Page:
Surgery #1

My mom has her first surgery two days after her MRI. I begged and pleaded to be there in the waiting room but was turned away by my stepfather with a controlling hell no every time. Nothing upset me more than knowing that I was NOT ALLOWED to be by my mother’s side. I bit my tongue. I wasn’t going to be a selfish asshole and make the situation worse so I let my friends know what was going on and my stepbrother and longtime friend came over to spend the day with me and my newborn baby for the 8 hour procedure. 

Biting my nails and cuticles until there was nothing left, I anxiously paced back and forth all day. I welcomed the distraction of my daughter and having friends to keep my mind busy but the entire time I stared at my phone waiting to hear something, anything. 

Finally I got a call. She was out of surgery and I could talk to her when she woke up. “Everything went well” was all the information I got. What the hell does that even mean? 

I strapped on my baby Bjorn, grabbed my husband and babe and we went to see my mom the next night. She was in a neurology recovery wing sharing a room with an addict who screamed and threw things the entire time. She was miserable, hardly got any sleep with a headache like no other. 31 staples in her head and the lemon-sized tumor was removed. Doctors assured her that this was “the type of brain tumor you want to have” and that this was a one-time thing. Life would go back to the way it was once she healed. 

A follow up MRI said otherwise. The tumor came back and brought friends. They were growing in groups now and needed to be slowed down or removed. On to planning surgery number two. 

“That Must Be Hard”

Recently I was asked how my mom is doing. It’s always a really hard question to answer because I don’t really have an answer other than “she’s still truckin!”, or something lame like that. All so I can avoid the conversation altogether because it’s torturous. 

So how is she? 

Which mom….

I have been fortunate to complete graduate school and learn how to accept my new mother and mourn the loss of the mom I used to have. Answering this question honestly kills me inside every time I have to speak about (thus validating) this loss. And every time I get the same response “that must be hard”.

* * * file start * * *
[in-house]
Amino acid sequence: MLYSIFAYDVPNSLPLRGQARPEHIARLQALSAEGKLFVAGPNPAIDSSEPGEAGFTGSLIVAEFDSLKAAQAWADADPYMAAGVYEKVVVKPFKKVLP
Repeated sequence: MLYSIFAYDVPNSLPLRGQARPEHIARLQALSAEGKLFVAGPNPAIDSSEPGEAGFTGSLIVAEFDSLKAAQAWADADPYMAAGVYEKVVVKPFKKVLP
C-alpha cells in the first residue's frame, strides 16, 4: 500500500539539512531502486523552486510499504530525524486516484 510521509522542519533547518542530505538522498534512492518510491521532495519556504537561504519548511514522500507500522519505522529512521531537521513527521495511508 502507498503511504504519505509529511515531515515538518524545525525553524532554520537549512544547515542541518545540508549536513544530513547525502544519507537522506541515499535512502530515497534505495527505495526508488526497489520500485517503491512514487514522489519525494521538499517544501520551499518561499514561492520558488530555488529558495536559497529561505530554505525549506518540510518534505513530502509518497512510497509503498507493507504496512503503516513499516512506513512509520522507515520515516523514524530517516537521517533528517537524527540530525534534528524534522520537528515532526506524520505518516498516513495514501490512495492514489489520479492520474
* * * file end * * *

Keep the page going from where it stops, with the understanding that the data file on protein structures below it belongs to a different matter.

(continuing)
Let’s talk about hard. This is what has been really really hard-Difficult, borderline impossible and soul crushing all at the same time. 

My mom has completely changed after seven surgeries. She now struggles using a smartphone. We used to text and talk on the phone all day. She knew everything about my life, she was my best friend. If I had a question about anything at all my mom was the first person I knew I could go to.

 But now her texts are mostly a jumble of letters, intended to communicate a message that I can barely understand. She sometimes sends them more than once, maybe three or four times. Or more. When she calls and I don’t answer, I find missed call after call until she’s calling while I’m checking my phone. When I return her call it’s for nothing, or she doesn’t remember why. And her voice is not hers anymore. Each surgery and breathing tube took it from her, little by little. What was once something I took for granted is gone. I hear her raspy, slurred language when she calls and it’s a constant reminder that she’s different. She’s not the same anymore. 

There was one day when her voice came back-just for a day though. I was so happy I was yelling to her “MOM! YOUR VOICE CAME BACK!” 

She hadn’t even realized it changed. But I did. And still do.